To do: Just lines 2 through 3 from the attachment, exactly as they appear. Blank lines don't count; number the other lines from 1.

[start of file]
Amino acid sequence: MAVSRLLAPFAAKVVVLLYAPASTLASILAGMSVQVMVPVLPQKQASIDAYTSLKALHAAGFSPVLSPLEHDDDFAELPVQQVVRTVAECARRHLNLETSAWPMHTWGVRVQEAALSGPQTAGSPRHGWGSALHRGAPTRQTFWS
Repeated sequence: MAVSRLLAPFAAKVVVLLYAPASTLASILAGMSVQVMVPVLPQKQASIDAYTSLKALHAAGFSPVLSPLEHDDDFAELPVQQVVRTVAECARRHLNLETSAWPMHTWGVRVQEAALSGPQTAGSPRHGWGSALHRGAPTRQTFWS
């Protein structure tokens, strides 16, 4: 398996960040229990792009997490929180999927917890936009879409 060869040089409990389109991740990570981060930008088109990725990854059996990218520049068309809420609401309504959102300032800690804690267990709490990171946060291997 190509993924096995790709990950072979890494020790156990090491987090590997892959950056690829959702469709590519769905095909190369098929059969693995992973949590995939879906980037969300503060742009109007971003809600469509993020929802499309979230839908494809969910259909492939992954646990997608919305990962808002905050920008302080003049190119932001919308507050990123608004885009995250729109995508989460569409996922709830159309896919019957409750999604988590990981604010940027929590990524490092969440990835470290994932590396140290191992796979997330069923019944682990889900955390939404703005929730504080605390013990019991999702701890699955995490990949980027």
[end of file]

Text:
Repeated sequence: MAVSRLLAPFAAKVVVLLYAPASTLASILAGMSVQVMVPVLPQKQASIDAYTSLKALHAAGFSPVLSPLEHDDDFAELPVQQVVRTVAECARRHLNLETSAWPMHTWGVRVQEAALSGPQTAGSPRHGWGSALHRGAPTRQTFWS
């Protein structure tokens, strides 16, 4: 398996960040229990792009997490929180999927917890936009879409 060869040089409990389109991740990570981060930008088109990725990854059996990218520049068309809420609401309504959102300032800690804690267990709490990171946060291997 190509993924096995790709990950072979890494020790156990090491987090590997892959950056690829959702469709590519769905095909190369098929059969693995992973949590995939879906980037969300503060742009109007971003809600469509993020929802499309979230839908494809969910259909492939992954646990997608919305990962808002905050920008302080003049190119932001919308507050990123608004885009995250729109995508989460569409996922709830159309896919019957409750999604988590990981604010940027929590990524490092969440990835470290994932590396140290191992796979997330069923019944682990889900955390939404703005929730504080605390013990019991999702701890699955995490990949980027």